Any healthcare system—in my view—that is based on private insurance with no government intervention is fatally flawed. The incentive of private insurance is upside down. After premiums are paid, the less care they provide, the higher their profits—this is undoubtedly their goal. Hence, all the horrid stories one hears about insurance companies searching for the smallest technicality to not cover something. Thus, public health and human welfare is not the incentive, but rather profit. Profit over health and dignity is not a Christian value. Fundamentally, health and wellness should not be treated like any other consumer-based industry.
The problem with healthcare costs is hard to deal with in the current system. With thousands of different private health insurance plans, it’s virtually impossible to negotiate consistently lower costs with healthcare providers and drug companies. A universal healthcare system, on the other hand, has the potential to rein in costs. More importantly, private insurance is a colossal waste of money. Administrative costs for Medicare, for example, which is government-financed (not government-run) are 2-3% of the total cost. Approximately 30% of private insurance premiums go to overhead, profits, and executive salaries. Overall the administrative costs of private insurance exceed $400 billion dollars in a year. That is arguably sufficient to cover all the uninsured without raising taxes.
Many conservative-leaning thinkers are concerned about the loss of freedom and the efficiency of a national healthcare plan. Ironically, the freedom that many people fear will be loss at the implementation of a universal healthcare system is already gone. Many choices in healthcare are at the discretion of the private sector insurance companies. They choose what doctors you can see, whether you are qualified to be covered (if you have a history of illness, good luck—you cost too much), what they will and will not cover and how long you can receive treatment, and this is all if they don’t find some small technicality on which they can drop coverage all together to preserve their profits. It seems that we fail to realize how much is already controlled by large corporations—at least government officials can be voted out of office.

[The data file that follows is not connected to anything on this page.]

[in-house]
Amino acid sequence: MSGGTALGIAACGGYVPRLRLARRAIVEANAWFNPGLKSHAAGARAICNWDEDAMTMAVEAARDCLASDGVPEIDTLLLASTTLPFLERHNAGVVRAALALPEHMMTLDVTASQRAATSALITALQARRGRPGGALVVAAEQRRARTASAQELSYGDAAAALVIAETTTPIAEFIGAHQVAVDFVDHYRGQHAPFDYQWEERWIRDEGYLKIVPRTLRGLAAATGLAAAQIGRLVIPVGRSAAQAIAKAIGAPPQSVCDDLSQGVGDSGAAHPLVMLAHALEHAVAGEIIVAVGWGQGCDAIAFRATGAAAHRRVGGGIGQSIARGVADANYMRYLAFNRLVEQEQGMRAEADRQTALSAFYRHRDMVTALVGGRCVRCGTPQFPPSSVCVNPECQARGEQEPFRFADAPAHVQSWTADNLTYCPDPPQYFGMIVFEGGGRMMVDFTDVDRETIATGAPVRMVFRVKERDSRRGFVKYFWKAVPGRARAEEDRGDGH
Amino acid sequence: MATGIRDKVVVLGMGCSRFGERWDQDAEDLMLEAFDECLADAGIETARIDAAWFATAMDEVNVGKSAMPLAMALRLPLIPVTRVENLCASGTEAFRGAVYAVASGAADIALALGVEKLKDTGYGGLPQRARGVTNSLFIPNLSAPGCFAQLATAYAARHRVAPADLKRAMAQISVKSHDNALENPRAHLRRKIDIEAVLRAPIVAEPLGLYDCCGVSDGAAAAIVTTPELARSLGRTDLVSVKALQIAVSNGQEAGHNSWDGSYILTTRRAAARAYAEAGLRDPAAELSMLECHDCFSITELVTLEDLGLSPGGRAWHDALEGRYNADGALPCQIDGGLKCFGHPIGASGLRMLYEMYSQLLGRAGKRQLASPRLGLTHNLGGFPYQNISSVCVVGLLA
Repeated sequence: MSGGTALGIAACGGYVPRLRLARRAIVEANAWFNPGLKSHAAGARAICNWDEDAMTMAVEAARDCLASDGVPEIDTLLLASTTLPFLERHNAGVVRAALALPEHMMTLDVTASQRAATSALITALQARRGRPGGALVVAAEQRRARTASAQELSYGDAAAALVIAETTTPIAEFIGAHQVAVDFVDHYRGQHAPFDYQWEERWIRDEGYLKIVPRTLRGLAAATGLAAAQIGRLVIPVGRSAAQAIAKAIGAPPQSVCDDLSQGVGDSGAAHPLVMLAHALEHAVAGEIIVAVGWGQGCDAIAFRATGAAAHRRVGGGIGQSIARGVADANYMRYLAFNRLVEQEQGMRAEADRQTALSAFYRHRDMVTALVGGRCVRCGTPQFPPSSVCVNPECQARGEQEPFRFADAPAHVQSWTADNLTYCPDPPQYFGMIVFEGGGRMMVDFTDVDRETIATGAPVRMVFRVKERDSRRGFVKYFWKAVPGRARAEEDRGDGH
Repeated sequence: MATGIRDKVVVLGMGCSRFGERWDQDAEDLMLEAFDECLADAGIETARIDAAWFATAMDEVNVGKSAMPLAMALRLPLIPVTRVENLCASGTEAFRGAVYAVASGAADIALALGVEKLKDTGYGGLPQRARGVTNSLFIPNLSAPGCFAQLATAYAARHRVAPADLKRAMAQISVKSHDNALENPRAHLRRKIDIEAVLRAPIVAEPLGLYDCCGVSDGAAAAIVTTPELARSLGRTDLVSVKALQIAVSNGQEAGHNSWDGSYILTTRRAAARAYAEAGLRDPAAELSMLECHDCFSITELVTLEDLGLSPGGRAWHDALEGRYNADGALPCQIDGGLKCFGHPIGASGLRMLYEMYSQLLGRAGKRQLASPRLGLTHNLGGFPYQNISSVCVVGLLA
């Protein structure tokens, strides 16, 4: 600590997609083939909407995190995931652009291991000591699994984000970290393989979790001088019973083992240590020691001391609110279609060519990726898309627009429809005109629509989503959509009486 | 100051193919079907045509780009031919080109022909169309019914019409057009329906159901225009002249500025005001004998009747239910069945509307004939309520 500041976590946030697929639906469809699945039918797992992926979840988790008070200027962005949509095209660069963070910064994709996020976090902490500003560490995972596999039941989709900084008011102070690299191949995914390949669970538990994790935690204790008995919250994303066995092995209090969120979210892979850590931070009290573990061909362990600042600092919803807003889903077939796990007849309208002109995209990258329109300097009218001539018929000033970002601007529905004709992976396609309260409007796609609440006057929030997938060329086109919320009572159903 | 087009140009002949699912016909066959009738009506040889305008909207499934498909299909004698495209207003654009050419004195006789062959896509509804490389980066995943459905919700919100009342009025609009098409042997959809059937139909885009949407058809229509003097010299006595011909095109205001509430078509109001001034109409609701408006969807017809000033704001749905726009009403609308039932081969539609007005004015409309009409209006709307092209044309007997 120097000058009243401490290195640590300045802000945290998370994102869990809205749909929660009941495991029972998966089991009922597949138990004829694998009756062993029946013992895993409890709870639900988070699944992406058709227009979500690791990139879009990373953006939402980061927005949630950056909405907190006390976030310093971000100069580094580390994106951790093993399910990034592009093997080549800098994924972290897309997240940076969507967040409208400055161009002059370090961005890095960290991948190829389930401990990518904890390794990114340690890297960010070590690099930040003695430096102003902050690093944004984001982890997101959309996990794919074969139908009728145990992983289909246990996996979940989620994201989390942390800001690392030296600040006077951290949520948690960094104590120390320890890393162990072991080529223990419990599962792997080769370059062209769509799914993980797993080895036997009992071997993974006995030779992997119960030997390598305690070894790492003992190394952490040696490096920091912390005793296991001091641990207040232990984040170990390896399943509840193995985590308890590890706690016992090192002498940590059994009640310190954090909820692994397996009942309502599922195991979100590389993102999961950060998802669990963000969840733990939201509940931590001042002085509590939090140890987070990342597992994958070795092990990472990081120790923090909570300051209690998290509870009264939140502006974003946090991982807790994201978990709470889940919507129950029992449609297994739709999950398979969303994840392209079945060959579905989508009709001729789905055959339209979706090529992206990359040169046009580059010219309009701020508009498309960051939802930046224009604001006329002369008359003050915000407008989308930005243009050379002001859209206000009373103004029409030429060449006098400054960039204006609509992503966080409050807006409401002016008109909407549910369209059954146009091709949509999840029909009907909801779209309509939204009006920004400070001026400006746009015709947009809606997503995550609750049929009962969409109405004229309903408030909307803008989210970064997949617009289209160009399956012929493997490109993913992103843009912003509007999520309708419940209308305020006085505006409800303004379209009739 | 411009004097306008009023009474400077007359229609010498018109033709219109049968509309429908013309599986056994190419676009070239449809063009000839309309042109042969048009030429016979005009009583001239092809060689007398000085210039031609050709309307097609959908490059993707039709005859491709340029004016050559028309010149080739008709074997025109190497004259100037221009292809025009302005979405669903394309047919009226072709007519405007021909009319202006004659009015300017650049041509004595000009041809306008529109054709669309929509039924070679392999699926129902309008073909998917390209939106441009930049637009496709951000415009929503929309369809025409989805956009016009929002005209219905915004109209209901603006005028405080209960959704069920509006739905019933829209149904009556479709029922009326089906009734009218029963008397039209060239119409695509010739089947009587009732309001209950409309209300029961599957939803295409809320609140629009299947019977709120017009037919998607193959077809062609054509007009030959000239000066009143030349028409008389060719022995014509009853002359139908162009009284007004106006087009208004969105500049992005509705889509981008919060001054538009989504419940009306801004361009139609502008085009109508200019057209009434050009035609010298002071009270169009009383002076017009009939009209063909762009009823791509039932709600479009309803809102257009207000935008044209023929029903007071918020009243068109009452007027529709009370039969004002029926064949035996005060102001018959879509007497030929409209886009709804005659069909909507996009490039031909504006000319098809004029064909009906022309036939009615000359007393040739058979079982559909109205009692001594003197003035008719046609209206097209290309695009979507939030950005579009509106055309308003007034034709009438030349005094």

Even more so, we already pay for people to get medical care. When people go to the emergency room to receive medical treatment without health insurance, the cost is spread amongst everyone else. This is one reason why insurance premiums skyrocket and we’re also taxed, since hospitals can receive government grants to offset some of their losses. Wouldn’t we rather have paid for the preventative care than wait until it is much more expensive?
Additionally, it is nothing unusual for a hospital to have to bill more than 700 different payers and insurers–HMOs, PPOs, MCOs, IPAs, and an alphabet soup of other organizations. Each one has its own set of rules for what services are covered, the level of reimbursement and the kinds of documentation and pre-approval required. It is an administrative nightmare. And for this mess, we Americans shell out $2.2 trillion a year (more than any other nation) and all this inefficiency costs patients tens of billions of dollars each year. Billing, collection, and payment administration represents some 20 percent of that $2.2 trillion we spend on healthcare. There is nothing even remotely “conservative” about this—it’s nothing but “big spending” and for what results?
To consider this again in Christian thinking—we have a call from the Lord to give preferential option to the most vulnerable among us. Poverty and ill health travel often together. Poverty puts one’s health in jeopardy, ill health with its attendant high medical bills, impairment of working ability, and days lost from work, make it difficult to find and hold a good job. This is a terrible and vicious cycle. The current healthcare system is evidently not accommodating.